Discourse Communities

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Discourse Communities

In today’s world, there are many different discourse communities that consist of how someone speaks at home versus how someone speaks at school. In Amy Tam’s essay, “Mother Tongue,” she explains her discourse communities and how they affect her life. I think it is safe to say that she is not the only one who deals with this. I myself find myself talking differently when I am with my family versus when I am at school and I know there are so many others who feel the same way. I believe that there are differences between these discourse communities. For example, how someone acts or speaks when he or she is with a particular community. Based on this, I think that students should be required to use academic discourse in a college writing environment for multiple reasons which include: writing properly, sounding more intelligent, getting the respect one deserves, being more educated with today’s modern English style, and increasing one’s vocabulary.

Throughout our years of school academic discourse teaches us how to speak and write the proper way, which is important because it helps establish ourselves as good speakers and writers at an early age. After learning basic speaking and writing skills, things begin to get a bit more complicated because one must learn when and how to use their speaking and writing skills at a more complex level and in certain situations. At the college writing level, students begin to establish themselves as the writers that they are going to be. What separates the writings of different students are the different discourse communities they come from. Most students, if not all, speak differently at home than they do when in class and this sometimes shows in their writings. Whether the students speak a different language at home or just use a different style of grammar, when they come to the classroom the difference is usually shown because all students come from using different styles of personal English at home that can sometimes get in the way of them understanding the academic English. Because of this, writing academically helps establish a good writer because it helps the writer sound more intelligent. In Amy Tan’s essay, “Mother Tongue,” she states, “Just last week, I was walking down the street with my mother, and I again found myself conscious of the English I was using, the English I do use with her.” This quote shows how she uses a different kind of English with her mother than she uses when she writes.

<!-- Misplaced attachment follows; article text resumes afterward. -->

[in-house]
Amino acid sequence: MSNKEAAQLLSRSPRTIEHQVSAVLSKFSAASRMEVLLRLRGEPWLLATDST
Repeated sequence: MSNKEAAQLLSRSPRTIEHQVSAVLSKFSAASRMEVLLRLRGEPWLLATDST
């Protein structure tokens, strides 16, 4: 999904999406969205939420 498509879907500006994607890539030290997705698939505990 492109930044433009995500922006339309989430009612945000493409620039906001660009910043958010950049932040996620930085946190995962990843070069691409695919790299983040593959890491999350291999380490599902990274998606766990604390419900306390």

Not only should students be required to use academic discourse in a college writing environment because it is the correct way to write, but also because writing with an academic discourse helps students sound more intelligent by teaching them the correct way to write, unlike in a personal English discourse community where people talk less intelligently. If a writer was to write using the English he or she uses at home with all sorts of slang terms, that writer may not sound too intelligent. Sounding intelligent for a writer is key to becoming a successful writer, due to readers not wanting to read something that sounds funny or includes slang. What really attracts an audience is the intelligence of the writer. In an article titled, “11 Smart Tips for Brilliant Writing,” Dean Rieck includes eleven tips, all of which help writers become “Intelligent writers.” The last five of the tips are “eliminate fluff words, don’t ramble, don’t be redundant or repeat yourself, don’t overwrite, and edit ruthlessly.” I feel that these five separate the discourse communities of at home and at school. For the discourse of how someone uses English at home, he or she usually only follows few if not any. On the other hand, for the discourse that someone uses at school, he or she usually does follow every tip as they all contribute to intelligent writing styles and habits. Rieck’s article shows the reader how to be an intelligent writer, and those tips have the ability to separate a writer...
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